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Expectation vs Reality: Studying

Last time, I talked about my expectations and the reality of the course load and curriculum at LMU-CVM. Another expectation I had about vet school was the amount of time I would spend studying. Even after talking with several medical students and my parents (who are physicians), all of whom told me “you’ll be studying ALL THE TIME”, I still wasn’t prepared for the vast amounts of information I would be receiving and the amount of time outside of class that I would have to spend reviewing the day’s lectures, preparing for the next day’s lectures, and compiling resources in outlines, study guides, and flashcard sets in anticipation of our next test.  Read the rest of this entry

Reflections

I’ve finished my first semester of vet school, and I feel like orientation was just yesterday! I can’t believe how quickly the past four months flew by. I’ve learned all about microscopic anatomy of animals (aka: histology), different types of parasites and the diseases they can cause, how to correctly apply a “kitty burrito“, the differences between dog and cat anatomy, and some of the basic principles of One Health. Outside of the classroom, I was elected as the Student Government Association Information Services (IS) Representative, built a website for SGA, elected as Wet Lab Coordinator for our Student Chapter of the American Association of Equine Practitioners (SCAAEP), and Events Coordinator for our chapter of Christian Veterinary Fellowship (CVF). Needless to say, I’ve been really busy! Now that I’ve had time to slow down (i.e. sleep for days) and look back on the past semester, I had a few thoughts to share. Read the rest of this entry

Update: Vet School Is Hard!

Hi followers! Sorry I haven’t posted in a while–I’ve been thoroughly immersed in my first month of classes at LMU-CVM! From now on, I’ll only be posting once a month. Last week was our first round of testing…and let me tell you, vet school tests are harder and more exhausting than anything I ever had in undergrad.

Monday morning we had our first set of block tests; basically, we had tests over four subjects (neurophysiology, anatomy, parasitology, and histology) in one sitting-from 8:00 a.m. to 12:00 p.m. There were almost 150 questions from all of these classes combined and randomized so that I had no idea from which subject the next question would come. While it took some time to get used to the format and our computer testing software, SofTest, I’m glad that our administrators chose to evaluate us in this manner because this is the exact way boards are laid out–a question about any subject may come up at any time, in any order, so don’t get focused on one subject. Read the rest of this entry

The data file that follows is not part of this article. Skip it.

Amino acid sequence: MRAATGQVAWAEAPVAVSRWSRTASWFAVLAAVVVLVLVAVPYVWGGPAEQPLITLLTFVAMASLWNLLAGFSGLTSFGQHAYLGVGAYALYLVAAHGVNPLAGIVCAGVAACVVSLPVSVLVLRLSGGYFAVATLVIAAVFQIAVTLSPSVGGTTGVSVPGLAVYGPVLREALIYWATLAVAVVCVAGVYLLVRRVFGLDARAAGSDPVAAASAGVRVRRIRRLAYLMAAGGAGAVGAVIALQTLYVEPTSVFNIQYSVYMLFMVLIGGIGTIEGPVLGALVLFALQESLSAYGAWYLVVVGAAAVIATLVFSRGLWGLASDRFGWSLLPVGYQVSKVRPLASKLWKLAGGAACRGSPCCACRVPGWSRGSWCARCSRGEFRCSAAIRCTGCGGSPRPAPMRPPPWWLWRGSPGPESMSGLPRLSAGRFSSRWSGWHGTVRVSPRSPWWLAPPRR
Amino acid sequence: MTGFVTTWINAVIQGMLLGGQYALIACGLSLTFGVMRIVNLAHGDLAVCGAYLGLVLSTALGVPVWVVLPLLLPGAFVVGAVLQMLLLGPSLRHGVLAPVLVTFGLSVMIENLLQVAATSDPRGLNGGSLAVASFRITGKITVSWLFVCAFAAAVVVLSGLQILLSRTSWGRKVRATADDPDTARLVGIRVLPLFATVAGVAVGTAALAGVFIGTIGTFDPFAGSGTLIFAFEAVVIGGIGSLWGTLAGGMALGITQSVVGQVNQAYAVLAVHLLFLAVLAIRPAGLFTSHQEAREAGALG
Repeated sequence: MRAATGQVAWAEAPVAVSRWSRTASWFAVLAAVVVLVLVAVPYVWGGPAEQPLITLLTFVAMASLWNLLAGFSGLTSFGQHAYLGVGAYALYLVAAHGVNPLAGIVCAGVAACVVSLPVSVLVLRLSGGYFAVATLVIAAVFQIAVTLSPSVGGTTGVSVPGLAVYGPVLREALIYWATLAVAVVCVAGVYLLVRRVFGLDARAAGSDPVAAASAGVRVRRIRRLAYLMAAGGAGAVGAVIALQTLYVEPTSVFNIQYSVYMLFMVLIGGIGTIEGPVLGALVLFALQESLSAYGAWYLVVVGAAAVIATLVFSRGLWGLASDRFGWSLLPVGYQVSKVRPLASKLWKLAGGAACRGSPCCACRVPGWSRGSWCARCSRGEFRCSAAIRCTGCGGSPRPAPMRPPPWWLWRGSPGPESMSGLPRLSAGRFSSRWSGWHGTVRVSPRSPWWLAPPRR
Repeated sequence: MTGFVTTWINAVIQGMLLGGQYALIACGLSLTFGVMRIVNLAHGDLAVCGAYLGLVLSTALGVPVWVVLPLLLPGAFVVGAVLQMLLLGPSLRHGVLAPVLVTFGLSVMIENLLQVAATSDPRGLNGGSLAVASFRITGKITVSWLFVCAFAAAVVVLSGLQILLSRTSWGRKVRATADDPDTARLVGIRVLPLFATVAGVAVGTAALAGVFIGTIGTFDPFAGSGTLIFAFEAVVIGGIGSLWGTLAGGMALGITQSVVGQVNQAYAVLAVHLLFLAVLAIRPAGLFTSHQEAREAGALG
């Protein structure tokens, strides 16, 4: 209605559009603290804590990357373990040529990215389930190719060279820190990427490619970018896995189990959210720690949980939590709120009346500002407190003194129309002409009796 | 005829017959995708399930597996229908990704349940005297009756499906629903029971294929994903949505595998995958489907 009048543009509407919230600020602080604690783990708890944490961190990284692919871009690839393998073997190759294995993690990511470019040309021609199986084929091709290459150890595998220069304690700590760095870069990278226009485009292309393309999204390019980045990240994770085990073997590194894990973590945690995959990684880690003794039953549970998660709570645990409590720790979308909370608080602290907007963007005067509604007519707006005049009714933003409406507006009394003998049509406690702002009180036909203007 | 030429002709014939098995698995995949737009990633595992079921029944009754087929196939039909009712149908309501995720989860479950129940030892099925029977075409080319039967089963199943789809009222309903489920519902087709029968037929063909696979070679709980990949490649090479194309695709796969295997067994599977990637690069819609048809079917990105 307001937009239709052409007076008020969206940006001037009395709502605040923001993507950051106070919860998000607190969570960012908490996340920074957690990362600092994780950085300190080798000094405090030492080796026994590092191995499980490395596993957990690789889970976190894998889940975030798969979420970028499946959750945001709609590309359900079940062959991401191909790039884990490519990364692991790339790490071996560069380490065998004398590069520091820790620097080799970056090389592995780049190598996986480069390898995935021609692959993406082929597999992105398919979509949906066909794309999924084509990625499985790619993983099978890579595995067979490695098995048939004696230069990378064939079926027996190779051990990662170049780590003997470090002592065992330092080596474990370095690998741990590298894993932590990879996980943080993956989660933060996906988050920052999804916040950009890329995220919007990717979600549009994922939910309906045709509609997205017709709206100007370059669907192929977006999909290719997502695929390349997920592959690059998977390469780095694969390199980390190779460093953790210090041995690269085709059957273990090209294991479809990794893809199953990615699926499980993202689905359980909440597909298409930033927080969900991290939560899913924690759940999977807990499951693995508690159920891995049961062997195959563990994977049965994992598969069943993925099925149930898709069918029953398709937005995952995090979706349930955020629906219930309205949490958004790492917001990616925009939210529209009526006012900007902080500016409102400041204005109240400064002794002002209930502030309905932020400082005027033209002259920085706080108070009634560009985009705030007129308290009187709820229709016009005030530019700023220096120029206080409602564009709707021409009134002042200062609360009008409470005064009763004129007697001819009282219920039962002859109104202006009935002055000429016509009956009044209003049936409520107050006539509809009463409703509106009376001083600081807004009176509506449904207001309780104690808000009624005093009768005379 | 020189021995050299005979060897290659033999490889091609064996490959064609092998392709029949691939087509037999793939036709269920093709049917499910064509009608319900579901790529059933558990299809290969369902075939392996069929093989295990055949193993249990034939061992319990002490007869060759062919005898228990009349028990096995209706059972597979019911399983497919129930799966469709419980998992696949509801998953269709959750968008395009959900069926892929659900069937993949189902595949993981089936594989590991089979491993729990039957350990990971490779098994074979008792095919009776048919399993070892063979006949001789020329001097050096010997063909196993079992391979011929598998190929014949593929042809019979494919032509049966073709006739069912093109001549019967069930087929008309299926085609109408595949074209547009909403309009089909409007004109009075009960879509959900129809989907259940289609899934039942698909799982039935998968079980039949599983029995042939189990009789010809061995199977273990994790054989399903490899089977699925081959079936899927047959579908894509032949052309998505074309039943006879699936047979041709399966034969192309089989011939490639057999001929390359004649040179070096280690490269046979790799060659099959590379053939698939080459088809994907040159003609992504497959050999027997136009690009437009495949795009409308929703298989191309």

All Creatures Great and Small

One of the most exciting parts of veterinary medicine is getting to work with many different breeds and species of animals; it’s what separates veterinary medicine from human medicine. Whenever I tell someone that I’m starting vet school, they always ask about the program– the length, clinical rotations, internship and residency requirements–especially since this is LMU-CVM’s first class of students. In previous posts I’ve discussed the application process that I went through this past year to become part of the first class. Now, I want to talk about LMU-CVM’s program as well as the classes and experiences that I will be going through over the next four years. Read the rest of this entry

“Vetting” the Field, Part 2

In Part One, I talked about my experience in human clinical research. In addition, I got to work with several vets (in the capacity of shadowing, for the most part) so that I could get a realistic view of large and small animal work and the differences the two practices present. Some of my classmates had thousands of hours of veterinary experience from working in practices; I only had a few hundred, but I had the opportunity to hear the doctor’s reasoning about why they thought the animal had [X] disease and they were going to proceed with [Y] treatment because I was shadowing instead of working as an assistant. Admissions committees want to see that an applicant has put thought and gained real life experience in the field of veterinary medicine so s/he know what s/he is getting into down the road. Veterinary medicine is less glamorous than often portrayed! Read the rest of this entry

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